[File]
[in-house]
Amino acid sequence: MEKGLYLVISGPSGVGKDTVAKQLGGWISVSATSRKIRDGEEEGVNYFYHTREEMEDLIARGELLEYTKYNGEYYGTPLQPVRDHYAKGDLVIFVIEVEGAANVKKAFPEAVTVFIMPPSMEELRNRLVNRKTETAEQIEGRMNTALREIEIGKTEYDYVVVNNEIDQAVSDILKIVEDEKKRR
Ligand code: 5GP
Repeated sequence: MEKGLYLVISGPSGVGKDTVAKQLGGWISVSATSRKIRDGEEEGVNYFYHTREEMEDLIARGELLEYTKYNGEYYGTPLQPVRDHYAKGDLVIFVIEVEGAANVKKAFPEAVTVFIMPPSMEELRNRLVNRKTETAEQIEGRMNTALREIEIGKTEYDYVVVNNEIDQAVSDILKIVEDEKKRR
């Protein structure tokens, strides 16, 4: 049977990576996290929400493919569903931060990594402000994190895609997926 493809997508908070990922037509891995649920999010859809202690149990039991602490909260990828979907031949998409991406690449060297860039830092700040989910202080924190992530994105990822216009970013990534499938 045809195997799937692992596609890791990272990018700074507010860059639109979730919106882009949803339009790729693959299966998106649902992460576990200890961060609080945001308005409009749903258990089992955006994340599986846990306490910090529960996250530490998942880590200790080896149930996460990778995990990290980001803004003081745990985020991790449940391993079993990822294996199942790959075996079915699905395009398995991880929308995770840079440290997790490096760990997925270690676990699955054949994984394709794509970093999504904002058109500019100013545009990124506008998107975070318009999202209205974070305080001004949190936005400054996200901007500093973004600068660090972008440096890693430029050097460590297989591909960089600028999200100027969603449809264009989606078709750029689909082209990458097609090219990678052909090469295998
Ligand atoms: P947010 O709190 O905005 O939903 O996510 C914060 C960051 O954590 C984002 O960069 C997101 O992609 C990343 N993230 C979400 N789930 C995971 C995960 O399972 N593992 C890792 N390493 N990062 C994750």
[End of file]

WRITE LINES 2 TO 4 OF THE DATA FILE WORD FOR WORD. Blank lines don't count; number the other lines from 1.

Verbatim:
Amino acid sequence: MEKGLYLVISGPSGVGKDTVAKQLGGWISVSATSRKIRDGEEEGVNYFYHTREEMEDLIARGELLEYTKYNGEYYGTPLQPVRDHYAKGDLVIFVIEVEGAANVKKAFPEAVTVFIMPPSMEELRNRLVNRKTETAEQIEGRMNTALREIEIGKTEYDYVVVNNEIDQAVSDILKIVEDEKKRR
Ligand code: 5GP
Repeated sequence: MEKGLYLVISGPSGVGKDTVAKQLGGWISVSATSRKIRDGEEEGVNYFYHTREEMEDLIARGELLEYTKYNGEYYGTPLQPVRDHYAKGDLVIFVIEVEGAANVKKAFPEAVTVFIMPPSMEELRNRLVNRKTETAEQIEGRMNTALREIEIGKTEYDYVVVNNEIDQAVSDILKIVEDEKKRR